ISLAMABAD (City News) – The wife of Justice Qazi Faez Isa on Thursday recorded her statement via video-link before Supreme Court of Pakistan and presented record of her properties. Justice Faez’s wife, during her statement before Supreme Court, said that she bought her first property in London in 2004 and her passport was accepted for the purchase of property in United Kingdom. She told the court that her agricultural land, which she inherited from her father and does not belong to the husband, is in district Jacobabad, She added that authorities know about her land as government issued her a tax certificate after submission of statement of assets. Justice Faez’s wife further said that her tax record was transferred from Karachi to Islamabad and Federal Board of Revenue (FBR) failed to provide any answer when asked about the transfer. She said that she have also showed record of her tax returns in UK from 2016 to date. Justice Umar Atta Bandial, the presiding judge, remarked that she seems to have the record of her properties. We, however, can’t review the merit, he added. The hearing of the case was adjourned till 9:30 am on Friday June 19.

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WASHINGTON (AFP) – Donald Trump’s presidency was in turmoil Thursday after top ex-aide John Bolton declared him unfit for office, raising the stakes on a controversial re-election rally meant to boost his flailing campaign — yet facing troubles of its own.

Trump’s once supremely self-confident march toward a second term was already in a hole due to criticism over his responses to the coronavirus pandemic and nationwide anti-racism protests.

Now, the outsider president who had never even contested an election before his shock win in 2016, faces a blistering insider attack from his former national security aide.

“I don’t think he’s fit for office. I don’t think he has the competence to carry out the job,” Bolton told ABC News to promote his book, “The Room Where it Happened.”

The book — which the White House is trying desperately to get stopped by court order — alleges that Trump asked Chinese President Xi Jinping for re-election help, obstructed justice, and was no match for Russian President Vladimir Putin.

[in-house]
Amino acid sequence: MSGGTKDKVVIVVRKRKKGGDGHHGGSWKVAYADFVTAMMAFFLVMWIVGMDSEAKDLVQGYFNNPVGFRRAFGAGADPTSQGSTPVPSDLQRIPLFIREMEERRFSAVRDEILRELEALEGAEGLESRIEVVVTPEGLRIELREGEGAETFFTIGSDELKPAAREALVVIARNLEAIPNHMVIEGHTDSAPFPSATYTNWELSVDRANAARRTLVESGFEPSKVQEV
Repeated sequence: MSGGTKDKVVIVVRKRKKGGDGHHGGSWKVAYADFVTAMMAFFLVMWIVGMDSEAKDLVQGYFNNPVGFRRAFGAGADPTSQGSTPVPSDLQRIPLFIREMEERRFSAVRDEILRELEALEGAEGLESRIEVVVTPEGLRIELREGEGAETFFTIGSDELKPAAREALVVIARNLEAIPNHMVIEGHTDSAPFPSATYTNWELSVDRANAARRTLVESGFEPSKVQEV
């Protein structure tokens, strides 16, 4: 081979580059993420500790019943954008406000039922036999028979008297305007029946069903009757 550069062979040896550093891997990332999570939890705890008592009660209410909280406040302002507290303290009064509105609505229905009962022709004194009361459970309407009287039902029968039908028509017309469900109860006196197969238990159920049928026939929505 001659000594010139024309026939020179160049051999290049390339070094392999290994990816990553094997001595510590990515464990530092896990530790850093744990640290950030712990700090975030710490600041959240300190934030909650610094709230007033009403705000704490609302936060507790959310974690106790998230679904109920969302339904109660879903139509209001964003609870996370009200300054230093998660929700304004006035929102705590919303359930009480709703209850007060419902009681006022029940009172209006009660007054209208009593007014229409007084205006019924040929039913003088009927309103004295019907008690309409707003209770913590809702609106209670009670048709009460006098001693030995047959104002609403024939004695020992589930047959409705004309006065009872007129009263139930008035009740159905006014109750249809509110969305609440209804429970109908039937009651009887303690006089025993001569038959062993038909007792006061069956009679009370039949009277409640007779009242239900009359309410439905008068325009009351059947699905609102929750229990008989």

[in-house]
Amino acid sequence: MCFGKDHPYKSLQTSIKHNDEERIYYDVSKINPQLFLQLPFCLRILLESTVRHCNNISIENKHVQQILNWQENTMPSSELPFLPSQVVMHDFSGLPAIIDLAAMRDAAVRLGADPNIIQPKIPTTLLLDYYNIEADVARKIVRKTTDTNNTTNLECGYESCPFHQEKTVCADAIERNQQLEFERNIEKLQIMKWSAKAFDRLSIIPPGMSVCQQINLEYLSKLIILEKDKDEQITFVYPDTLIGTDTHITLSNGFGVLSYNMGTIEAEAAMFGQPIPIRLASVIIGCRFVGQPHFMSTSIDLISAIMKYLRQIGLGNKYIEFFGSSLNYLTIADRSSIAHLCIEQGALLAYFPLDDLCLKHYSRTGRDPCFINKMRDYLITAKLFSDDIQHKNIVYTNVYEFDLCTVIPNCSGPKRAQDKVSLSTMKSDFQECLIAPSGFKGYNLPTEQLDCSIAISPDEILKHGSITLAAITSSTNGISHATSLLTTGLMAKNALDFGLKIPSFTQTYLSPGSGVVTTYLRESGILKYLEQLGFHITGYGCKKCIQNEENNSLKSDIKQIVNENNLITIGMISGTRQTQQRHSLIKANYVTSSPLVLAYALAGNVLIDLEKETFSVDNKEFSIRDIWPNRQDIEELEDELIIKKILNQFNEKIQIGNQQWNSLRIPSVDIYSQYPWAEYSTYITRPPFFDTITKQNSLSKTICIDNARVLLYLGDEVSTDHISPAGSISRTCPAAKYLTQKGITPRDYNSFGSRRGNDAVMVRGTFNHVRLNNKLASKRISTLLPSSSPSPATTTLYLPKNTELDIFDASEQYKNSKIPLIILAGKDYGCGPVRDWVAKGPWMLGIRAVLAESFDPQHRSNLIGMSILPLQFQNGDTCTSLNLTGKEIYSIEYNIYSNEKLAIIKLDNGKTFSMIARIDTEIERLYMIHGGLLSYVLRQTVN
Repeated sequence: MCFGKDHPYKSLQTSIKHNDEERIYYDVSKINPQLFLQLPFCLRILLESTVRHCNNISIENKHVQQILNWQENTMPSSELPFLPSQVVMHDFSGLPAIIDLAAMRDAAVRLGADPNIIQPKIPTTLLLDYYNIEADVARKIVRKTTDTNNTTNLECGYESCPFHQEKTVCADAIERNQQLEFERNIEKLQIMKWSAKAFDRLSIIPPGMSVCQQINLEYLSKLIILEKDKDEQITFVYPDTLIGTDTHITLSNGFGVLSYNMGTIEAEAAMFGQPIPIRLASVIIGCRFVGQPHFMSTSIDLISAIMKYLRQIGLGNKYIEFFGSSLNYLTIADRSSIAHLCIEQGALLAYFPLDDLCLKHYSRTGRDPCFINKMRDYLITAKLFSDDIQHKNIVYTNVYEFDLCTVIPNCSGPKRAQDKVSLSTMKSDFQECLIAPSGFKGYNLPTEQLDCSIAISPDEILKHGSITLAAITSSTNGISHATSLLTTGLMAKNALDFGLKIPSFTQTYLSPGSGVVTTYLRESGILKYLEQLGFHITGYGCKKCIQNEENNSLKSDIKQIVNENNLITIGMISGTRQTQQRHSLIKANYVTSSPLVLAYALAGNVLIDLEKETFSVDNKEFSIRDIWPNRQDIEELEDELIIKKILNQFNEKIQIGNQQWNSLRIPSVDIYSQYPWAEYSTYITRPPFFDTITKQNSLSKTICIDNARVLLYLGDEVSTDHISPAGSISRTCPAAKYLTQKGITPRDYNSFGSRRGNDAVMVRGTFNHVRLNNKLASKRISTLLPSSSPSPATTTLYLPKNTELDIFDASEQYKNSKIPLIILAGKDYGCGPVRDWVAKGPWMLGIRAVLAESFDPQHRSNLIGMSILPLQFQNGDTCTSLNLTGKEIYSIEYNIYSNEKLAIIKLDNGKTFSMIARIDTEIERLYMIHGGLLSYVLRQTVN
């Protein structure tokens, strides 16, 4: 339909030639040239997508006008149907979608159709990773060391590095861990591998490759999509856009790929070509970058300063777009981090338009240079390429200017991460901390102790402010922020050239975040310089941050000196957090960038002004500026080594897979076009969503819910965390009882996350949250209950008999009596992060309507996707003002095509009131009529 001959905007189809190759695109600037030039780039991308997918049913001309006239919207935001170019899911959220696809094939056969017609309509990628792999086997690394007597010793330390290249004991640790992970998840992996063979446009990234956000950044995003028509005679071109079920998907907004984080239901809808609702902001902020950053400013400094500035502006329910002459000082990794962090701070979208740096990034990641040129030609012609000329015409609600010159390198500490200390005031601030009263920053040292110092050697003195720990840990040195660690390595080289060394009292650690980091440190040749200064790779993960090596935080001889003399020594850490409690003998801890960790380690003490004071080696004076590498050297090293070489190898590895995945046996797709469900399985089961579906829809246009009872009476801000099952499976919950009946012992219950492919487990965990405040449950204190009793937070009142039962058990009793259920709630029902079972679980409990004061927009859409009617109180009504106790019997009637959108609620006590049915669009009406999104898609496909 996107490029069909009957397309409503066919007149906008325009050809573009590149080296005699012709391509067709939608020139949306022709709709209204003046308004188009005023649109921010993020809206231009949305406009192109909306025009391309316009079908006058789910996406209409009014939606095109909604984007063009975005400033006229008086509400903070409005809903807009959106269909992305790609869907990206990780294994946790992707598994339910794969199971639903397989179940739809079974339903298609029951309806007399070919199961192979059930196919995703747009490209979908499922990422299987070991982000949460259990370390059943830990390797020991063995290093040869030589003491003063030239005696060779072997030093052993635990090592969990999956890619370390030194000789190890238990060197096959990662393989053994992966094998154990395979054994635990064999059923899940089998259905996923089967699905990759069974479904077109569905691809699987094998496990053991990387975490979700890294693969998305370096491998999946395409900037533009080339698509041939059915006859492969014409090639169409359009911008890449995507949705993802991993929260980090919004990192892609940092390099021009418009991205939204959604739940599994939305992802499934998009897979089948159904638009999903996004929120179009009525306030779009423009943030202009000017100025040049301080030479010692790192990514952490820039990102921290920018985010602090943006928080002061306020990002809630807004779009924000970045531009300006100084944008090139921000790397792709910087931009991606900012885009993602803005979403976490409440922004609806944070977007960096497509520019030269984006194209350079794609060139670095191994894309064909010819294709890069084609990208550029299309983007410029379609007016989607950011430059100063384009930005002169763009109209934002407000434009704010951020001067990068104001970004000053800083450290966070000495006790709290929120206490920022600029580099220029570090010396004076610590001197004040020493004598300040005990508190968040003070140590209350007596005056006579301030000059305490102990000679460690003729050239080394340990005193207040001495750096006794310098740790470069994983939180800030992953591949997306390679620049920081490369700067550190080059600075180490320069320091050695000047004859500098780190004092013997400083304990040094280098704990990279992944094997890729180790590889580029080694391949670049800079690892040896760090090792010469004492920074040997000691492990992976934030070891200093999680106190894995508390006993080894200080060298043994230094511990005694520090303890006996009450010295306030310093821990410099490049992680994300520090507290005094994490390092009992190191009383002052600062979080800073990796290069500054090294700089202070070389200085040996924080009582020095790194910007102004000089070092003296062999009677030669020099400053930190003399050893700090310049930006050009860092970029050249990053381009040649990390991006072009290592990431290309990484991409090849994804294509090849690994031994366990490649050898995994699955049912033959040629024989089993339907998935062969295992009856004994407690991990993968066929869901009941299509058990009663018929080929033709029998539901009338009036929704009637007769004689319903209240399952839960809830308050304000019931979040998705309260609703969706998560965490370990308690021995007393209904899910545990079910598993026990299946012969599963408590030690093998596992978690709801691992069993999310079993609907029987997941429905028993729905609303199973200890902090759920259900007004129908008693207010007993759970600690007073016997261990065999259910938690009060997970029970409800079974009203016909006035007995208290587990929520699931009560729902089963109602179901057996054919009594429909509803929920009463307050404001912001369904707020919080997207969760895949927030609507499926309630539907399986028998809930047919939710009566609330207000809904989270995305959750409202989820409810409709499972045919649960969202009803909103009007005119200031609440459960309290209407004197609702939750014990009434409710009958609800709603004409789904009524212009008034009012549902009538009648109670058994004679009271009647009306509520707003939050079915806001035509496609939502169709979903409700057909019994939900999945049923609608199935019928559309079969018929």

“Putin thinks he can play him like a fiddle,” Bolton told ABC.

Trump lashed back at Bolton, calling him a “sick puppy” and dismissing the book as “fiction.”

But for all the scandals and even impeachment that Trump has previously weathered, the book inflicts a newly painful kind of wound.

He largely brushed off his responsibility for the rapid spread of the coronavirus, which has killed more than 117,000 Americans and forced a traumatic economic slowdown, calling it “the invisible enemy” and blaming it on China.

And he branded the wave of street anger over police brutality a left-wing phenomenon, rejecting polls that show a groundswell in those believing that systemic racism is a problem.

Bolton, though, is different.

A lifelong Republican and foreign policy hawk, he is arguably well to the right of Trump and therefore not vulnerable to Trump’s usual attacks.

‘Back on the road’?

On Saturday, Trump will fly to Tulsa, Oklahoma, to hold his first campaign rally since the coronavirus halted travel and big gatherings in March.

With his TV show background and natural populist flair, Trump is far happier in front of cheering crowds than in the formal settings of the White House.

Trump is “very excited to get back on the road,” his advisor Kellyanne Conway told reporters Wednesday.

So he’ll be hoping that the razzmatazz and the energy of the 20,000 strong crowd will jumpstart his re-election, which polls show him currently losing heavily to Democrat Joe Biden. Even as Americans only slowly ease out of lockdown, several other rallies are already being planned.

But Trump’s also going to have to hope that he doesn’t go down in history as the president who put political rallies ahead of people’s lives.

Tulsa is seeing a local spike in coronavirus cases and the city’s main newspaper, the state health chief and many others have warned that the huge crowd in an enclosed space could become a viral incubator.

A lawsuit filed in a Tulsa court to try and stop the rally called it a virus “superspreader.”

The Trump campaign says it will take temperatures and distribute masks. Tellingly, though, it is also requiring anyone attending to sign a waiver, making them unable to hold the organizers responsible for getting sick.

His Tulsa rally suffered a setback when it was scheduled originally for this Friday, which is the June 19th or “Juneteenth” anniversary of the end of slavery in the United States.

Amid soaring racial tensions and anger from civil rights groups at his handling of the police violence protests, that struck the wrong tone and Trump was forced to shift to Saturday.

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